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Anthony C. Woodbury, Chair CLA 4.304, Mailcode B5100, Austin, TX 78712 • 512-471-1701

Nikki Seifert's Dissertation Defense, " The Cross-Cultural Classroom in the Context of Radical Language Shift: Humor, Teasing, and the Ethnolinguistic Repertoire."

Mon, April 1, 2013 • 12:00 PM - 3:00 PM • CLA 4.716

In this dissertation, I analyze classroom interactions between a White high school English teacher and American Indian students on the Blackfeet Nation in Montana. I focus on the participants’ strategic use of humor and distinctive linguistic features in these interactions, particularly teasing as a cultural activity among the students, the teacher’s immersion and adaptation to that culture, and the affective and sociocultural importance of the ethnolinguistic repertoire to the students. I argue that the main functions of the humor and teasing are threefold: (a) to build rapport, (b) to accomplish interactional goals in the classroom, and (c) to negotiate teacher–student power struggles in a socioculturally acceptable way. I show that the students’ humor and discourse is constitutive of local culture and often counterhegemonic, implicitly and at times explicitly critiquing mainstream educational practices and the marginalized status of the students. My analysis considers the data from a discourse level as well as examines the indexical and patterned use of microlevel linguistic resources from the student’s ethnolinguistic repertoire—specifically, distinctive interjections and scooped-accent intonation.  The primary data is naturally occurring classroom discussions, complemented by individual and group interviews and ethnographic observations.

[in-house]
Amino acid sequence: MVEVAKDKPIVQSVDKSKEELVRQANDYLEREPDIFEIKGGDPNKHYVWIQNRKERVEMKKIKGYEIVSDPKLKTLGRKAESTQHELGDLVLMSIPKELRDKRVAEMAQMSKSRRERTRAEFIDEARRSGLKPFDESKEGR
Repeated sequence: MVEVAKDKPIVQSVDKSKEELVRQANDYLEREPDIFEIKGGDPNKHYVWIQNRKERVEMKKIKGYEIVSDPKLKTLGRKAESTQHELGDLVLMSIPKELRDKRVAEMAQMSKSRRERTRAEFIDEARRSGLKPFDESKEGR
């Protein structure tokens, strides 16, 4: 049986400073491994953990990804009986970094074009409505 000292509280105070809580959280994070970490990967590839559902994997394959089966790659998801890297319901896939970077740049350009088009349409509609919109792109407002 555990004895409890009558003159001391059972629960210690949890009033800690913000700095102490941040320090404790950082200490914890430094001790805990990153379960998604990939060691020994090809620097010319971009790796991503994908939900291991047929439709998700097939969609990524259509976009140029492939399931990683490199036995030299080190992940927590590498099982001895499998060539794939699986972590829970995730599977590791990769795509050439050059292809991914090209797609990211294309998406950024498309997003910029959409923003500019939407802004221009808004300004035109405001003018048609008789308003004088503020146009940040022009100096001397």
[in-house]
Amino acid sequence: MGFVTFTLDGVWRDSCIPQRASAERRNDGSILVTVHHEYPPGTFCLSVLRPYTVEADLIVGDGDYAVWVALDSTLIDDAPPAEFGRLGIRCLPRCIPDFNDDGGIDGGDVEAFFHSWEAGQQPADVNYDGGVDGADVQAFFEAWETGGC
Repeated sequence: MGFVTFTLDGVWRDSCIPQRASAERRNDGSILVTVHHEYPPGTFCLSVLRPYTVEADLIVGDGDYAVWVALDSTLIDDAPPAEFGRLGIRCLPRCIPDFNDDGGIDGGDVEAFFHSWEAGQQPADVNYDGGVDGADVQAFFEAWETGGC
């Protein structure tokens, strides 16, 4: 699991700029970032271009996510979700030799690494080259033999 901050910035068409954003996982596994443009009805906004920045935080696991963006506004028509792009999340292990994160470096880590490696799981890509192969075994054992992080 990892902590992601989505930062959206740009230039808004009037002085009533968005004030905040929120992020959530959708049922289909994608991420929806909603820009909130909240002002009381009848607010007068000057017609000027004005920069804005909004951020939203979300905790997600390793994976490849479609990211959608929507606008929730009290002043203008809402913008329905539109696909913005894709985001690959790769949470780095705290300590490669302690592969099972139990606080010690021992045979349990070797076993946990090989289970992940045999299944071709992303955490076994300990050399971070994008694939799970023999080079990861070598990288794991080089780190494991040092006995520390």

This study points to the importance of sociocultural factors in language variation and change in communities undergoing or having undergone radical language shift. It thus adds to the literature that considers how cultural practices are disrupted and may be restructured as the linguistic code changes. This research also contributes to the research that details the difficulties nonmainstream students face in public schools when their home culture and language practices are at odds with those of the school, and it examines humor and teasing as student strategies to navigate these differences. This study aims to help paint a more complete picture of the contemporary social and linguistic contexts in which American Indian speakers live, with a mind toward how this understanding can be applied to the real-world circumstances of these youth.


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